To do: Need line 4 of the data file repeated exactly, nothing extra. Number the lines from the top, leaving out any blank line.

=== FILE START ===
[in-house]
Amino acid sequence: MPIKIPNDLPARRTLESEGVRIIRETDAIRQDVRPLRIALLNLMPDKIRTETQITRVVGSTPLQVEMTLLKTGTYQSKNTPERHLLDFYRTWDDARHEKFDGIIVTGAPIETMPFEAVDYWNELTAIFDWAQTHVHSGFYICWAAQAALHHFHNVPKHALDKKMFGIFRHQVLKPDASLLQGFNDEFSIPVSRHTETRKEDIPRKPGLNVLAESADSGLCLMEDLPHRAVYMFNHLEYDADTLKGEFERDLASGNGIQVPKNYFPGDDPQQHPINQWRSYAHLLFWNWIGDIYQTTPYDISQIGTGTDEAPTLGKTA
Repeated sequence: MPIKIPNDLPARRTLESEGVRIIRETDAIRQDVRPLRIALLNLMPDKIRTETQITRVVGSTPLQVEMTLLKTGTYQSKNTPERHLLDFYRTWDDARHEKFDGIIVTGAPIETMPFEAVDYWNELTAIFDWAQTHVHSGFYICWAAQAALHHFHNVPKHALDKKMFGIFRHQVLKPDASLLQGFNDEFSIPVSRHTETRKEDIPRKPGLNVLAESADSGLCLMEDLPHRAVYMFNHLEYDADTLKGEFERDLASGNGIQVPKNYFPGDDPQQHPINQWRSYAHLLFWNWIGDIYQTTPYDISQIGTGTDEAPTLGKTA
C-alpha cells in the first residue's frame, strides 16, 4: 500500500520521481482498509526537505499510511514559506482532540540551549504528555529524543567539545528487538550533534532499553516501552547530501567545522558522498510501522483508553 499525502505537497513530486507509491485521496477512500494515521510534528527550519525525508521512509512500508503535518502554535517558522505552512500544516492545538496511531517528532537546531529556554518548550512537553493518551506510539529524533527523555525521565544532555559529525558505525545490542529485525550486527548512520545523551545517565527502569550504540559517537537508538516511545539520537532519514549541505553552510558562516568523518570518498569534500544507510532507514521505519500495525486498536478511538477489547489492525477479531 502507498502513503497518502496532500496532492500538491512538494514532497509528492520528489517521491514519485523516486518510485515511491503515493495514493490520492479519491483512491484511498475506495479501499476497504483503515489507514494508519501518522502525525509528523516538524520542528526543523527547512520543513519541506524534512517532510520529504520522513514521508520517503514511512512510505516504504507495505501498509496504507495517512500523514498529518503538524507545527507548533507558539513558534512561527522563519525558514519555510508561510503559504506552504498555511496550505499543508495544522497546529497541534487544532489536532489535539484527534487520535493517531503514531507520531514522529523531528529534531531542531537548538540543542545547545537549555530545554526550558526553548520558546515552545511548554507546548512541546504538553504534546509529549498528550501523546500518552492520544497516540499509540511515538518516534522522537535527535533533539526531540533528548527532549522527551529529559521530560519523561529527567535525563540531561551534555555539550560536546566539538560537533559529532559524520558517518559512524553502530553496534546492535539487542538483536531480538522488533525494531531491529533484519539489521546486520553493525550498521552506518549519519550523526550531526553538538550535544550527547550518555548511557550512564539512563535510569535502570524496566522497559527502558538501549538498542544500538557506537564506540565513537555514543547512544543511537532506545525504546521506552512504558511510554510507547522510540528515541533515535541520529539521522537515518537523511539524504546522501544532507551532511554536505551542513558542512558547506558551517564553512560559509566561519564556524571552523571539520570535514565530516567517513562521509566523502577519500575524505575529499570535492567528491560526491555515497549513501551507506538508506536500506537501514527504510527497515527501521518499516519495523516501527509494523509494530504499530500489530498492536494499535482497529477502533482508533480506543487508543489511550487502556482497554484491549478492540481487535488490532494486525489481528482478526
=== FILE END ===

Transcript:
C-alpha cells in the first residue's frame, strides 16, 4: 500500500520521481482498509526537505499510511514559506482532540540551549504528555529524543567539545528487538550533534532499553516501552547530501567545522558522498510501522483508553 499525502505537497513530486507509491485521496477512500494515521510534528527550519525525508521512509512500508503535518502554535517558522505552512500544516492545538496511531517528532537546531529556554518548550512537553493518551506510539529524533527523555525521565544532555559529525558505525545490542529485525550486527548512520545523551545517565527502569550504540559517537537508538516511545539520537532519514549541505553552510558562516568523518570518498569534500544507510532507514521505519500495525486498536478511538477489547489492525477479531 502507498502513503497518502496532500496532492500538491512538494514532497509528492520528489517521491514519485523516486518510485515511491503515493495514493490520492479519491483512491484511498475506495479501499476497504483503515489507514494508519501518522502525525509528523516538524520542528526543523527547512520543513519541506524534512517532510520529504520522513514521508520517503514511512512510505516504504507495505501498509496504507495517512500523514498529518503538524507545527507548533507558539513558534512561527522563519525558514519555510508561510503559504506552504498555511496550505499543508495544522497546529497541534487544532489536532489535539484527534487520535493517531503514531507520531514522529523531528529534531531542531537548538540543542545547545537549555530545554526550558526553548520558546515552545511548554507546548512541546504538553504534546509529549498528550501523546500518552492520544497516540499509540511515538518516534522522537535527535533533539526531540533528548527532549522527551529529559521530560519523561529527567535525563540531561551534555555539550560536546566539538560537533559529532559524520558517518559512524553502530553496534546492535539487542538483536531480538522488533525494531531491529533484519539489521546486520553493525550498521552506518549519519550523526550531526553538538550535544550527547550518555548511557550512564539512563535510569535502570524496566522497559527502558538501549538498542544500538557506537564506540565513537555514543547512544543511537532506545525504546521506552512504558511510554510507547522510540528515541533515535541520529539521522537515518537523511539524504546522501544532507551532511554536505551542513558542512558547506558551517564553512560559509566561519564556524571552523571539520570535514565530516567517513562521509566523502577519500575524505575529499570535492567528491560526491555515497549513501551507506538508506536500506537501514527504510527497515527501521518499516519495523516501527509494523509494530504499530500489530498492536494499535482497529477502533482508533480506543487508543489511550487502556482497554484491549478492540481487535488490532494486525489481528482478526